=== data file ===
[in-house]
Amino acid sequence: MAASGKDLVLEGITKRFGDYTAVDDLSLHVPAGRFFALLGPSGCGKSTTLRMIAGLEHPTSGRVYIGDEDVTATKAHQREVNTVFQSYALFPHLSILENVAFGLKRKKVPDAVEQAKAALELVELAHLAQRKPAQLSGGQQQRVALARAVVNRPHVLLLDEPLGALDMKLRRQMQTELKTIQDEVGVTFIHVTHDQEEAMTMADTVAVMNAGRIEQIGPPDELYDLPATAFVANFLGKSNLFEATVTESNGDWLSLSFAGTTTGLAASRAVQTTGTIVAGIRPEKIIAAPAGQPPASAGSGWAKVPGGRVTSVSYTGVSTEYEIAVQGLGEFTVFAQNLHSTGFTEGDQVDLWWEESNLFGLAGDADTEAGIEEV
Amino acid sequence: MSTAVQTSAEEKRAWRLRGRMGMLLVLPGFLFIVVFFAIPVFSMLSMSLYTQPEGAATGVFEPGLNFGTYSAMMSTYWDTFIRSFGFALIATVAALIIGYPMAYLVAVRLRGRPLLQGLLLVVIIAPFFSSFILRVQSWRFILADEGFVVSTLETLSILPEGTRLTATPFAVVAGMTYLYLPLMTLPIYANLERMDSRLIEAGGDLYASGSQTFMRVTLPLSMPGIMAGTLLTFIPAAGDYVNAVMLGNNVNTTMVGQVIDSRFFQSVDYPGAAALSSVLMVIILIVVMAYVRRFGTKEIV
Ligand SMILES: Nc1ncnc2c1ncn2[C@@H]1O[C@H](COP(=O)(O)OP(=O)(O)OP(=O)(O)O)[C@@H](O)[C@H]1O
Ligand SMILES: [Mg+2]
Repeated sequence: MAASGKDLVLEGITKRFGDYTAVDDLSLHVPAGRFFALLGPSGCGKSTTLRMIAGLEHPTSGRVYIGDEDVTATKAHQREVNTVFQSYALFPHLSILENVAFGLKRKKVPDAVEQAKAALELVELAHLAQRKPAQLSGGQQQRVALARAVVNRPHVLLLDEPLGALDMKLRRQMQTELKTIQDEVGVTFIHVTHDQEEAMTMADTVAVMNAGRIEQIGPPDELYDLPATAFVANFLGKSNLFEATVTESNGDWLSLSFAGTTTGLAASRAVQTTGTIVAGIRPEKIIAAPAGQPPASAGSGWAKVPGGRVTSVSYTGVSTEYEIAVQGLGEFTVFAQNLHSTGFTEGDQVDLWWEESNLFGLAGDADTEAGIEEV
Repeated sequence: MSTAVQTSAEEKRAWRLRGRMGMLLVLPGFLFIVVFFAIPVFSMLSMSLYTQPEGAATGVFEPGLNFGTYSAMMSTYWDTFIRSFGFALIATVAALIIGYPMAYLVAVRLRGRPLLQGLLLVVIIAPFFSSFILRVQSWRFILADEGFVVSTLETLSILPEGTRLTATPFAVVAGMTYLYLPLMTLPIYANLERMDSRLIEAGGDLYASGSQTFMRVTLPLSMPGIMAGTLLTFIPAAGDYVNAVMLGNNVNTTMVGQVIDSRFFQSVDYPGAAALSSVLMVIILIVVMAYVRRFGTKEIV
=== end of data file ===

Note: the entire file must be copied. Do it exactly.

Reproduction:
[in-house]
Amino acid sequence: MAASGKDLVLEGITKRFGDYTAVDDLSLHVPAGRFFALLGPSGCGKSTTLRMIAGLEHPTSGRVYIGDEDVTATKAHQREVNTVFQSYALFPHLSILENVAFGLKRKKVPDAVEQAKAALELVELAHLAQRKPAQLSGGQQQRVALARAVVNRPHVLLLDEPLGALDMKLRRQMQTELKTIQDEVGVTFIHVTHDQEEAMTMADTVAVMNAGRIEQIGPPDELYDLPATAFVANFLGKSNLFEATVTESNGDWLSLSFAGTTTGLAASRAVQTTGTIVAGIRPEKIIAAPAGQPPASAGSGWAKVPGGRVTSVSYTGVSTEYEIAVQGLGEFTVFAQNLHSTGFTEGDQVDLWWEESNLFGLAGDADTEAGIEEV
Amino acid sequence: MSTAVQTSAEEKRAWRLRGRMGMLLVLPGFLFIVVFFAIPVFSMLSMSLYTQPEGAATGVFEPGLNFGTYSAMMSTYWDTFIRSFGFALIATVAALIIGYPMAYLVAVRLRGRPLLQGLLLVVIIAPFFSSFILRVQSWRFILADEGFVVSTLETLSILPEGTRLTATPFAVVAGMTYLYLPLMTLPIYANLERMDSRLIEAGGDLYASGSQTFMRVTLPLSMPGIMAGTLLTFIPAAGDYVNAVMLGNNVNTTMVGQVIDSRFFQSVDYPGAAALSSVLMVIILIVVMAYVRRFGTKEIV
Ligand SMILES: Nc1ncnc2c1ncn2[C@@H]1O[C@H](COP(=O)(O)OP(=O)(O)OP(=O)(O)O)[C@@H](O)[C@H]1O
Ligand SMILES: [Mg+2]
Repeated sequence: MAASGKDLVLEGITKRFGDYTAVDDLSLHVPAGRFFALLGPSGCGKSTTLRMIAGLEHPTSGRVYIGDEDVTATKAHQREVNTVFQSYALFPHLSILENVAFGLKRKKVPDAVEQAKAALELVELAHLAQRKPAQLSGGQQQRVALARAVVNRPHVLLLDEPLGALDMKLRRQMQTELKTIQDEVGVTFIHVTHDQEEAMTMADTVAVMNAGRIEQIGPPDELYDLPATAFVANFLGKSNLFEATVTESNGDWLSLSFAGTTTGLAASRAVQTTGTIVAGIRPEKIIAAPAGQPPASAGSGWAKVPGGRVTSVSYTGVSTEYEIAVQGLGEFTVFAQNLHSTGFTEGDQVDLWWEESNLFGLAGDADTEAGIEEV
Repeated sequence: MSTAVQTSAEEKRAWRLRGRMGMLLVLPGFLFIVVFFAIPVFSMLSMSLYTQPEGAATGVFEPGLNFGTYSAMMSTYWDTFIRSFGFALIATVAALIIGYPMAYLVAVRLRGRPLLQGLLLVVIIAPFFSSFILRVQSWRFILADEGFVVSTLETLSILPEGTRLTATPFAVVAGMTYLYLPLMTLPIYANLERMDSRLIEAGGDLYASGSQTFMRVTLPLSMPGIMAGTLLTFIPAAGDYVNAVMLGNNVNTTMVGQVIDSRFFQSVDYPGAAALSSVLMVIILIVVMAYVRRFGTKEIV